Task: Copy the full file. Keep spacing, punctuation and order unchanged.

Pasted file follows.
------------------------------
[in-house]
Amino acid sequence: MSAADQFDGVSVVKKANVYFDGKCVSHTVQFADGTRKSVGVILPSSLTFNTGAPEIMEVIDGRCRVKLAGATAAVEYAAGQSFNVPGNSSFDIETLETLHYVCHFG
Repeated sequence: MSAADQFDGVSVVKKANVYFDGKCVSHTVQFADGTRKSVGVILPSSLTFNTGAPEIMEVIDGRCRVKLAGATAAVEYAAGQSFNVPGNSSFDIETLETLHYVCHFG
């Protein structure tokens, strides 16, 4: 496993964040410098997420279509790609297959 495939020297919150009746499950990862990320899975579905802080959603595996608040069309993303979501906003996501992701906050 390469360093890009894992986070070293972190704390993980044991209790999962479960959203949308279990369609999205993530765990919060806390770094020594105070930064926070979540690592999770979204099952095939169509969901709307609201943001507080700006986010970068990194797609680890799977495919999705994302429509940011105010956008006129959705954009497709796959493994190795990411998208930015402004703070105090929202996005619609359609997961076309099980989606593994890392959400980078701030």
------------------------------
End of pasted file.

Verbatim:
[in-house]
Amino acid sequence: MSAADQFDGVSVVKKANVYFDGKCVSHTVQFADGTRKSVGVILPSSLTFNTGAPEIMEVIDGRCRVKLAGATAAVEYAAGQSFNVPGNSSFDIETLETLHYVCHFG
Repeated sequence: MSAADQFDGVSVVKKANVYFDGKCVSHTVQFADGTRKSVGVILPSSLTFNTGAPEIMEVIDGRCRVKLAGATAAVEYAAGQSFNVPGNSSFDIETLETLHYVCHFG
């Protein structure tokens, strides 16, 4: 496993964040410098997420279509790609297959 495939020297919150009746499950990862990320899975579905802080959603595996608040069309993303979501906003996501992701906050 390469360093890009894992986070070293972190704390993980044991209790999962479960959203949308279990369609999205993530765990919060806390770094020594105070930064926070979540690592999770979204099952095939169509969901709307609201943001507080700006986010970068990194797609680890799977495919999705994302429509940011105010956008006129959705954009497709796959493994190795990411998208930015402004703070105090929202996005619609359609997961076309099980989606593994890392959400980078701030």